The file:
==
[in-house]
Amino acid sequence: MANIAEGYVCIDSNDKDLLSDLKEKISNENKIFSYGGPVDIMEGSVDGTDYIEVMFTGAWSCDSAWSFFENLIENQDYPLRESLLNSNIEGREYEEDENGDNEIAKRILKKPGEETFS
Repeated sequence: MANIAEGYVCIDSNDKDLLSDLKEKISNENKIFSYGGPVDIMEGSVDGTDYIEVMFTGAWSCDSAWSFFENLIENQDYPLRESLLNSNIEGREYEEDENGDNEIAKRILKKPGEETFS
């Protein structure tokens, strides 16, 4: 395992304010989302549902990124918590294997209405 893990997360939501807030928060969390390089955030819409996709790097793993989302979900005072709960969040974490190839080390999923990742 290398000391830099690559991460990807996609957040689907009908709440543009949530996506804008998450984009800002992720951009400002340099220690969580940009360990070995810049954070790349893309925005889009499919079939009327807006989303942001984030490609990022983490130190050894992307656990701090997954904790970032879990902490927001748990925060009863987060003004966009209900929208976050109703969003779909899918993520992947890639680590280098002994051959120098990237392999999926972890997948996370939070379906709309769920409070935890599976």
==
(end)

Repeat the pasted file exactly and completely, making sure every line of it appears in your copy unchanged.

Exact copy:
[in-house]
Amino acid sequence: MANIAEGYVCIDSNDKDLLSDLKEKISNENKIFSYGGPVDIMEGSVDGTDYIEVMFTGAWSCDSAWSFFENLIENQDYPLRESLLNSNIEGREYEEDENGDNEIAKRILKKPGEETFS
Repeated sequence: MANIAEGYVCIDSNDKDLLSDLKEKISNENKIFSYGGPVDIMEGSVDGTDYIEVMFTGAWSCDSAWSFFENLIENQDYPLRESLLNSNIEGREYEEDENGDNEIAKRILKKPGEETFS
């Protein structure tokens, strides 16, 4: 395992304010989302549902990124918590294997209405 893990997360939501807030928060969390390089955030819409996709790097793993989302979900005072709960969040974490190839080390999923990742 290398000391830099690559991460990807996609957040689907009908709440543009949530996506804008998450984009800002992720951009400002340099220690969580940009360990070995810049954070790349893309925005889009499919079939009327807006989303942001984030490609990022983490130190050894992307656990701090997954904790970032879990902490927001748990925060009863987060003004966009209900929208976050109703969003779909899918993520992947890639680590280098002994051959120098990237392999999926972890997948996370939070379906709309769920409070935890599976």